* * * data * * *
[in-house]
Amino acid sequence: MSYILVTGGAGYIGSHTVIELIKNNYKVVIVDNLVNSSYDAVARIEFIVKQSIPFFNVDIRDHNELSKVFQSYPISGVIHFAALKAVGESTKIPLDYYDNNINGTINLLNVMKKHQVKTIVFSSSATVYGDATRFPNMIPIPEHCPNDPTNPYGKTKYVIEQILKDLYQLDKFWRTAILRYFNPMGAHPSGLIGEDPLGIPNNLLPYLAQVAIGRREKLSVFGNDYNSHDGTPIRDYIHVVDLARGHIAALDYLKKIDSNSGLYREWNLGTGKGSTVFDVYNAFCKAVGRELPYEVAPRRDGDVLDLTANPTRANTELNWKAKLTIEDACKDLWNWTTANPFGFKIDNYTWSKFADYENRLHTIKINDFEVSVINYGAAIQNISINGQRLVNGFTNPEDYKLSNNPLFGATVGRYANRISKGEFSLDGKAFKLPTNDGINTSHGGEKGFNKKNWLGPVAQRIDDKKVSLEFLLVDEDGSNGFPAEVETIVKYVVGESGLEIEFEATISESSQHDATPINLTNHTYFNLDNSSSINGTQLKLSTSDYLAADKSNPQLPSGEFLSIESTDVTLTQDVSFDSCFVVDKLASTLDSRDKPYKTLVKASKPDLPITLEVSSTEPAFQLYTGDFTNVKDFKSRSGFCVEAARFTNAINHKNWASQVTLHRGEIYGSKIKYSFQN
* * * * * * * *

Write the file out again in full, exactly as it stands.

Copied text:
[in-house]
Amino acid sequence: MSYILVTGGAGYIGSHTVIELIKNNYKVVIVDNLVNSSYDAVARIEFIVKQSIPFFNVDIRDHNELSKVFQSYPISGVIHFAALKAVGESTKIPLDYYDNNINGTINLLNVMKKHQVKTIVFSSSATVYGDATRFPNMIPIPEHCPNDPTNPYGKTKYVIEQILKDLYQLDKFWRTAILRYFNPMGAHPSGLIGEDPLGIPNNLLPYLAQVAIGRREKLSVFGNDYNSHDGTPIRDYIHVVDLARGHIAALDYLKKIDSNSGLYREWNLGTGKGSTVFDVYNAFCKAVGRELPYEVAPRRDGDVLDLTANPTRANTELNWKAKLTIEDACKDLWNWTTANPFGFKIDNYTWSKFADYENRLHTIKINDFEVSVINYGAAIQNISINGQRLVNGFTNPEDYKLSNNPLFGATVGRYANRISKGEFSLDGKAFKLPTNDGINTSHGGEKGFNKKNWLGPVAQRIDDKKVSLEFLLVDEDGSNGFPAEVETIVKYVVGESGLEIEFEATISESSQHDATPINLTNHTYFNLDNSSSINGTQLKLSTSDYLAADKSNPQLPSGEFLSIESTDVTLTQDVSFDSCFVVDKLASTLDSRDKPYKTLVKASKPDLPITLEVSSTEPAFQLYTGDFTNVKDFKSRSGFCVEAARFTNAINHKNWASQVTLHRGEIYGSKIKYSFQN